Five minutes with… Zee Mohammed


As part of our new “Five Minutes With…” series, shining the spotlight on the staff that make up the AccessHE membership, we got to know Zee Mohammed, Outreach Projects Officer at Middlesex University London. Zee is actively involved with our Care Experienced and Estranged Students Forum and recently supported with the Life After University 2019 event.

Describe your institution in 3 words.
Diverse, friendly, nurturing.

I do what I do because…
Throughout my time as a careers adviser I realised that a lot of pupils coming from underprivileged backgrounds faced many obstacles in life and simply lacked aspirations for higher education. They constantly need to be inspired and working in widening participation enables me to educate them on ways to break down barriers to progression, improve skills and develop the right attitude for life.

What song would be the soundtrack to your life and why?
It’s a French song called ‘C’est ta chance’ – it’s about being the master of your destiny and seizing every opportunity that comes your way because each one is a gift.

If you could invite four people – alive or dead – to dinner, who would you choose?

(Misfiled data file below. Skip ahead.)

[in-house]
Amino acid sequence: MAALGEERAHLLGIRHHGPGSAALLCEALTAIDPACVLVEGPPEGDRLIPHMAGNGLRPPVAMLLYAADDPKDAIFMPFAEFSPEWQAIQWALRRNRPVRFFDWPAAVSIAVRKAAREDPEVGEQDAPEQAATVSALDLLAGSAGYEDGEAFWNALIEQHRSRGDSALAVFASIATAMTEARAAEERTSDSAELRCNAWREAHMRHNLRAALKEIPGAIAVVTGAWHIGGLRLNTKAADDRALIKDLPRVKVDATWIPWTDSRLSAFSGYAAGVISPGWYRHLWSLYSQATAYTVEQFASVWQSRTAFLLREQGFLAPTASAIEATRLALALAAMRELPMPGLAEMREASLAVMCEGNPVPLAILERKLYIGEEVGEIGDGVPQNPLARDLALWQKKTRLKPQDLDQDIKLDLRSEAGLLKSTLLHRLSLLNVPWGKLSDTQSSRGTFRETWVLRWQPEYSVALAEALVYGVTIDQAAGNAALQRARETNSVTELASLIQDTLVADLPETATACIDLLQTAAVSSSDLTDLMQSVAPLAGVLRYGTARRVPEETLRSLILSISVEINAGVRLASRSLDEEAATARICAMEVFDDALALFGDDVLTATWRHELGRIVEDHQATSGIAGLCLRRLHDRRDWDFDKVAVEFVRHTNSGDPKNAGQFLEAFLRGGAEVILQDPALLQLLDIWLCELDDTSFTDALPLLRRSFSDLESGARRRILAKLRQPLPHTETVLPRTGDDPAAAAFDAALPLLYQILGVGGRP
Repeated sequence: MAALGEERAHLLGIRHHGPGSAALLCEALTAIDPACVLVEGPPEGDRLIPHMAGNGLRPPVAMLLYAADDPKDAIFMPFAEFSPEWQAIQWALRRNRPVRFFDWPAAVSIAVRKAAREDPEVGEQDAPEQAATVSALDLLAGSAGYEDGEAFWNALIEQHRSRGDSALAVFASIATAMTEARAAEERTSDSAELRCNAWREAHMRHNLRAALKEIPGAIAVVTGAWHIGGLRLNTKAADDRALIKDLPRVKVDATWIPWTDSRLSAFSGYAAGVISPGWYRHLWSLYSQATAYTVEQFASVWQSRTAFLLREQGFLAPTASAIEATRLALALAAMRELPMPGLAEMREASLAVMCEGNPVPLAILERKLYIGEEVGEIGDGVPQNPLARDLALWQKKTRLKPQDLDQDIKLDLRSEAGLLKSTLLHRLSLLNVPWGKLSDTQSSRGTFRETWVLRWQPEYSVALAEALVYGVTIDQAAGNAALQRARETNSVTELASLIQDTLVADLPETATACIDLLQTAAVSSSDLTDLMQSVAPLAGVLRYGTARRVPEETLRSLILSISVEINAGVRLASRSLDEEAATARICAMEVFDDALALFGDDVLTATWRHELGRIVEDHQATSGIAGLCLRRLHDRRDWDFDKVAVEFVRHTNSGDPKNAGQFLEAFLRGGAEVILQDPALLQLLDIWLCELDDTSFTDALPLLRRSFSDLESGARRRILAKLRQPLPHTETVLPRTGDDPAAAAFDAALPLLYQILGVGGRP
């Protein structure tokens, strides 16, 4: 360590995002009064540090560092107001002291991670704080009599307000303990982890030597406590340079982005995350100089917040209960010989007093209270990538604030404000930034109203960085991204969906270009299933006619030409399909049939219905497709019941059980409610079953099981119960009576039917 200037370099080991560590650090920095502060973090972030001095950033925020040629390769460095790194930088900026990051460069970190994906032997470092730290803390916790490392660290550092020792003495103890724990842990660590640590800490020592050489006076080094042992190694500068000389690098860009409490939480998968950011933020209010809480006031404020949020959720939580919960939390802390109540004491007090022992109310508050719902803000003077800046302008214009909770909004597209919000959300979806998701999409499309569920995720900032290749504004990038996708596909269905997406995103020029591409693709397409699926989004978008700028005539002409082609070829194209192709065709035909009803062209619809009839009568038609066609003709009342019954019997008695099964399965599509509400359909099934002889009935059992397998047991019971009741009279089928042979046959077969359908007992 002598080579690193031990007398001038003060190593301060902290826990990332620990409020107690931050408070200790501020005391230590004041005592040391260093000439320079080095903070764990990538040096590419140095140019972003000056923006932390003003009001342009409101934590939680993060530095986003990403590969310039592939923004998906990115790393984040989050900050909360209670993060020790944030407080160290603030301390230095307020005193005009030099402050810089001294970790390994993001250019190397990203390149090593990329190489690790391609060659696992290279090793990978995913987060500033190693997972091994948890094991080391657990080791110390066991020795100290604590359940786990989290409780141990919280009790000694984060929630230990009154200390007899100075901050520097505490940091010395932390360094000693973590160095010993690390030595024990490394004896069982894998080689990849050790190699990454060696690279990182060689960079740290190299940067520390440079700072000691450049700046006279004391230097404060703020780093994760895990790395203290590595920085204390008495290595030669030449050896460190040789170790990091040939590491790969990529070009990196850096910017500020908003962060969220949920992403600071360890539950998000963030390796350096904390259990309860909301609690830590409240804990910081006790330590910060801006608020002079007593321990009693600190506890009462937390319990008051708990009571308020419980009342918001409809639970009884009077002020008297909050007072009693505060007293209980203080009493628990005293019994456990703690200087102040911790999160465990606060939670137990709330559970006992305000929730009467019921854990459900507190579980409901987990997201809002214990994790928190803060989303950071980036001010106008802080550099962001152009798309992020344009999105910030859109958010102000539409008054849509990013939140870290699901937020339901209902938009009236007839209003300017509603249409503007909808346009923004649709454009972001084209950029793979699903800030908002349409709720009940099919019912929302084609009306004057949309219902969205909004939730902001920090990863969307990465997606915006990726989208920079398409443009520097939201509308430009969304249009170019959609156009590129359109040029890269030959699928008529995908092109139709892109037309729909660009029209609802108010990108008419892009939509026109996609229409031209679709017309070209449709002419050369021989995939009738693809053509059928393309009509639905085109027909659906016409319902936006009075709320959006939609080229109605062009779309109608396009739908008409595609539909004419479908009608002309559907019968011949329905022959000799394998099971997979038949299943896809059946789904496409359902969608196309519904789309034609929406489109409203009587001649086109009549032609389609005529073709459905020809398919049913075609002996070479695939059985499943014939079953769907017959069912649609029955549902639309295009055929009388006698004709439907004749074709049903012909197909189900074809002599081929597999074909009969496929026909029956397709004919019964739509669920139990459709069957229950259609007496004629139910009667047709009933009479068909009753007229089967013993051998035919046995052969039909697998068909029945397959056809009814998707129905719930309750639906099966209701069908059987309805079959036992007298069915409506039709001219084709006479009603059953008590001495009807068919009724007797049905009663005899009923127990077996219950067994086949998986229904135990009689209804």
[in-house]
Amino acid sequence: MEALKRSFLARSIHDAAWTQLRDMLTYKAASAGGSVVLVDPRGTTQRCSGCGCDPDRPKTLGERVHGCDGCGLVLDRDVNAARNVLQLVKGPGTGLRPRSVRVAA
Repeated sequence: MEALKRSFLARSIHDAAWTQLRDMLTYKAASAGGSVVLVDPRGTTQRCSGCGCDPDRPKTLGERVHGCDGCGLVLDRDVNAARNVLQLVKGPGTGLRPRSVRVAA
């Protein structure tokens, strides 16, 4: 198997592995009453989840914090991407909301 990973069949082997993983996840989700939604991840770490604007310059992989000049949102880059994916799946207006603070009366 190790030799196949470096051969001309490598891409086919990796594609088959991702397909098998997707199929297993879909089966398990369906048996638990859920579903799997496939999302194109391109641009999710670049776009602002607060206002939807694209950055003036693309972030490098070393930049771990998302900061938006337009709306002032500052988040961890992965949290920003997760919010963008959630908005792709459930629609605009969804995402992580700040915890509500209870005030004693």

I would choose four amazing young people I have worked with recently: H who is a care leaver, S who came to this country as a refugee, N who is a disabled student and G also a care leaver with a huge ambition. All these people have had hard childhoods where they had to face abuse, persecution or bereavement. S had to change home 18 times in his life, N lost a brother when she was only seven and H longed for maternal love as a child. However, despite all these hardships, these young people have shown tremendous courage and strived against all odds to create a better life for themselves. Hope is what keeps them going they say. And G who is a wonderful spirit with massive drive once said “I want to be the leader of a generation and use my own life experience to empower people to achieve their dreams no matter who they are and what their background is”.

If you could go back and meet your 16-year-old self, facing decisions about your future education/career, what advice would you give?
To have the courage to speak about your dreams, to be honest with yourself and make the decision that you feel is right for you, not someone else.

If you’d like to feature in our next “Five Minutes With…”, please e-mail Tanyel.